I love my parents and believe that they raised me well but I admit that they taught more by example than words the things I have spoken of.  They certainly showed me that service and sacrifice were the currency of loving, that forgiveness was the greatest treasure of all, and that who I was and who I am is not something I choose but a gift from God in my baptism.  I love my children and believe I raised them well but I confess that I did not teach them as clearly by example and words as I thought that who they are and what they are here for is not a puzzle to be pieced together or a riddle to be solved than it is the gift of God in baptism.  I fear I am not alone in this confession.

The Holy Spirit works through the Word.  Faith comes by hearing.  The Holy Spirit is tied to the forgiveness of sins, to baptismal miracle of new birth, and to the apprehension of and living out of the communion in Christ's flesh and blood.  Of these we are assured.  But at the same time, we are constantly urged by Scripture to pass on, to deliver to those who come after what was delivered to us, and to be guardians and custodians of this unadulterated Word and truth for the sake of those yet to come.  This does not only mean so that an individual might believe and have a personal relationship with Jesus.  In fact, that is not even primary.  It is so that the individual might become part of the unity of God's people, sired of the same heavenly Father, washed clean in the same blood of Christ, made one in the one baptism, to confess the one God who is Father, Son, and Holy Spirit, and to live within the one body of the Church, first on earth and then forevermore in God's presence.  If we will admit that we failed the generation now searching in vain to discover who they are in all the wrong places, then let us rise up to seize the moment in repentance and renew our pledge and promise to do better.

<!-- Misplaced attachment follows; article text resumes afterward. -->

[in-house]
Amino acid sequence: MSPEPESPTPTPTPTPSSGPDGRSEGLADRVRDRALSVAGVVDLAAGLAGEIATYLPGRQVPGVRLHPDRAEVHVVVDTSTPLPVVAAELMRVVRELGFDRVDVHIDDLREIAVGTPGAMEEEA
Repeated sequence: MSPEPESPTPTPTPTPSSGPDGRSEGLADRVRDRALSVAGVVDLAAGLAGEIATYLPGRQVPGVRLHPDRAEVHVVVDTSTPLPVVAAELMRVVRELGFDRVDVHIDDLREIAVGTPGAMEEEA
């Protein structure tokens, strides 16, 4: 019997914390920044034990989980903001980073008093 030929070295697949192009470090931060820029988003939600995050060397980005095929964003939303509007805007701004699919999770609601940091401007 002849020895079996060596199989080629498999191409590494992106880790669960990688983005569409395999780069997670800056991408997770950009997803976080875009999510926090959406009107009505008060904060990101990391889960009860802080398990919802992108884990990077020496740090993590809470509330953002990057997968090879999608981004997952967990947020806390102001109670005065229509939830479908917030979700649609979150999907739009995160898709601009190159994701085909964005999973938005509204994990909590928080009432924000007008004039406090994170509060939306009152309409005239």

1 comment:

Anonymous said...

I don’t think poor catechesis is the problem. Sure, you’re not going to get Chemnitz when you’re a teen or even twenty something, but the LCMS has always been heavily doctrinaire. Think of Sasse’s lament over his son joining the Roman Catholic Church. I’m sure that son was well catechized. What was the reason instead that Sasse gave? The splendor, the finery, the money, the large buildings, etc. Success is attractive. And doctrinal particularities go out the window as former isolated LCMS clans moved out into the wider world. One could argue that mainstream Protestantism was an exercise in everyone getting along, which is a necessity in any healthy society. And getting along means more breadth in doctrinal allowances, not the particularism of the LCMS.